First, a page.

HeadworX Publishers publishing lecture
What is HeadworX?
HeadworX Publishers is an Australasian company based in
Wellington, New Zealand, which specialises in literary fiction and
poetry. I founded HeadworX in 1998 shortly after finishing my
Honours degree in English at Victoria University.
The name is supposed to be a parody on all the corporate
brand names and companies that make use of the 'x' at the end of
their name, e.g. 'Actrix' or 'Selectrix'. Everyone knows that
publishing in New Zealand makes no money whatsoever and gets by on
'the smell of an oily rag'. How appropriate that I discovered later
there was also an auto-light repair company in Christchurch
similarly called 'Headworx' around
So that self-gibe explained one might think that HeadworX is
a self-defeating organisation, but that is true only so far. In
fact, HeadworX blesses its bad fortune because with the demons
of money and profit out the window, it can now get on with
publishing books of literary quality and not 'selling out' as it
were to publish books that will make a quick buck. HeadworX is
similar to poetry houses like Black Sparrow in Santa Rosa,
California, New Directions in New York and Faber & Faber in
England - all publishing houses that when they began published
mostly for the love it fine works of literature. HeadworX is
following on this tradition of poetry publishing in New
What books are published by HeadworX?
HeadworX has so far published 25 books of poetry and literary
fiction by a mix of writers both established and new. It has
renewed and given voice to a plethora of quality works in the
past five years. These include works by established writers
like Riemke Ensing, Michael O'Leary, Harry Ricketts, David Howard,
Bill Sewell, Harvey McQueen and Stephen Oliver as well as new faces
like Helen Rickerby, Scott Kendrick, Jenny Powell, and Tim Jones.
In doing so it has established a reputation for quality production
and astute editing. I have edited and selected the titles, usually
with some editorial input and final say but not always.
Vivienne Plumb's Salamanca and Nothing to
Declare by Harry Ricketts were the first HeadworX books
published in 1998. Both publications I asked for from the
authors. Overall, I'd have to say that a certain amount of luck is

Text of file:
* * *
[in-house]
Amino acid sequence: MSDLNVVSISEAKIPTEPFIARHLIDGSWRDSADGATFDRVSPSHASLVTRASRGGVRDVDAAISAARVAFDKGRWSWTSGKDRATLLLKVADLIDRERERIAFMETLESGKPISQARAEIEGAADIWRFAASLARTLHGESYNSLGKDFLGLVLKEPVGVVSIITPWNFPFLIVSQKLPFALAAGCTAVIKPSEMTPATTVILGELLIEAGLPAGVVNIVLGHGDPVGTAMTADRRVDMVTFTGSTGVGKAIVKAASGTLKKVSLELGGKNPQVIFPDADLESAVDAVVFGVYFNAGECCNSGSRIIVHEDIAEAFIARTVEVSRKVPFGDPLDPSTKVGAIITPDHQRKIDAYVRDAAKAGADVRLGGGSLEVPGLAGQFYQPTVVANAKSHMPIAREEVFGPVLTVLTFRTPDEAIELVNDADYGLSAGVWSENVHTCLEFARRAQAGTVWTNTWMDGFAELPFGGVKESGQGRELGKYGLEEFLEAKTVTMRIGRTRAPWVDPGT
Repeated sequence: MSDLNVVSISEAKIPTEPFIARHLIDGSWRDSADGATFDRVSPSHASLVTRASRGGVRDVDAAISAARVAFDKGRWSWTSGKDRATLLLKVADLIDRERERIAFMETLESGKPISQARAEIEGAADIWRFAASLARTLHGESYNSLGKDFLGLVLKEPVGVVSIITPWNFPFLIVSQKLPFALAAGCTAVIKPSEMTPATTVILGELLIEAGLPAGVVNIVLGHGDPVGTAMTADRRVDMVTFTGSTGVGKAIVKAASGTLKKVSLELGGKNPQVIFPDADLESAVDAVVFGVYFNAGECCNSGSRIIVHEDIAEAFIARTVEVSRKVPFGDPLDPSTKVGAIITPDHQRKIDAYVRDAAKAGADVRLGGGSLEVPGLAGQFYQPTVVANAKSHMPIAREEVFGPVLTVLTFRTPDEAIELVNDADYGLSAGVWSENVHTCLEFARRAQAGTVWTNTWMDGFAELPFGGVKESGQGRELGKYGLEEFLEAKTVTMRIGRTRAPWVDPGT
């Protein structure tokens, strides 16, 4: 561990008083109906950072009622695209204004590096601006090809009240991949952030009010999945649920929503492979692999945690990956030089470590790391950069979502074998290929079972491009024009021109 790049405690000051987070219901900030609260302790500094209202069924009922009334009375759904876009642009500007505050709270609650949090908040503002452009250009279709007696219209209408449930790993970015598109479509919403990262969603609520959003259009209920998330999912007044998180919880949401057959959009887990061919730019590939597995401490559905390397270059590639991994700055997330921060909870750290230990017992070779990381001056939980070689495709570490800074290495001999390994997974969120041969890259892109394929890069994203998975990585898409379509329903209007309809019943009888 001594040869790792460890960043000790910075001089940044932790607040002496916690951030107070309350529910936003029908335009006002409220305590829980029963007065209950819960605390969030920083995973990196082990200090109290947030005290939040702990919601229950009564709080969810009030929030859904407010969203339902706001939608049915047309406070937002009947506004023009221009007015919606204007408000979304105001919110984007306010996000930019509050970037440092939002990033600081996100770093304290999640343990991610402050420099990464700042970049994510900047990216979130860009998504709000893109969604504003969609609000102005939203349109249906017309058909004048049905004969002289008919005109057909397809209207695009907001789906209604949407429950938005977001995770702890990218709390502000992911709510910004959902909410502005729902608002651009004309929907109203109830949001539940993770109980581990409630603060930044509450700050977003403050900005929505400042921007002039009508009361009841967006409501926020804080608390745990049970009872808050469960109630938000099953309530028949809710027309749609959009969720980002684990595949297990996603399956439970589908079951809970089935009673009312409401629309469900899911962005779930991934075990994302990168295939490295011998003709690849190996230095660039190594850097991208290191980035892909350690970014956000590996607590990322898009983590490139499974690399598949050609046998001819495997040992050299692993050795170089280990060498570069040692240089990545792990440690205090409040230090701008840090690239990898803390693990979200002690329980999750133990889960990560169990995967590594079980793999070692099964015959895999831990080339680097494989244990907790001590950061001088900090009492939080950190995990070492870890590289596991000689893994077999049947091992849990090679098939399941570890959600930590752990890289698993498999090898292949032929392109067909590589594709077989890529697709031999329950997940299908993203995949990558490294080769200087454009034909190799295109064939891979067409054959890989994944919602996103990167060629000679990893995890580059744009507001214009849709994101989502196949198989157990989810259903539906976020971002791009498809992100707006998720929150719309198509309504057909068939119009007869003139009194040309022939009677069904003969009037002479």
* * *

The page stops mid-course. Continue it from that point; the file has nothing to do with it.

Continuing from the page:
involved with starting a publishing house like this and
establishing a list. Once you have a few titles under your belt,
your reputation grows and more and more authors will offer you
their work, at least that's how it's happened for me on one level.
Yet, on another level, being myself a writer and the co-editor of
the literary journal JAAM, I had a large list of contacts
and people I knew who wrote well to call on initially for support.
Hence, Harry Ricketts and Vivienne Plumb (both friends of mine)
offered me their manuscripts - something I feel is not the ordinary
way of going about things. I doubt that such fine writers would
often do this, so I'm both flattered and honoured to have received
their works for publication. From there on it was a matter of
continuing and doing the best I could with limited finances in
order to prove to bodies like Creative NZ that I was up to the task
and was in it for the long haul. Slowly but surely I am now taken
more seriously by Creative NZ. In the last round in May 2003,
HeadworX received funding for two of their three applications, and
received grants to publish poetry books by established poets
Alistair Paterson (editor of Poetry NZ) and Tauranga poet
How are the books published?
When I first started, Massey Printery digitally printed the
books. They offered me the cheapest quote at the time. In 2000, I
found a real day job, however, so I now have more money at my
disposal. Since 2000, the books have been printed (off-set) and it
shows in their handsome production which people continually comment
Usually each book goes through the usual publishing process
of submission, selection, typesetting and then sending proofs
backwards and forwards to each author and then some editing does
occur. For instance, I may make editorial changes and suggestions
to the authors, and herein a dialogue takes place between both
author and writer. I have not had any serious disagreements or
fall-outs over this process yet, luckily. Generally, however, if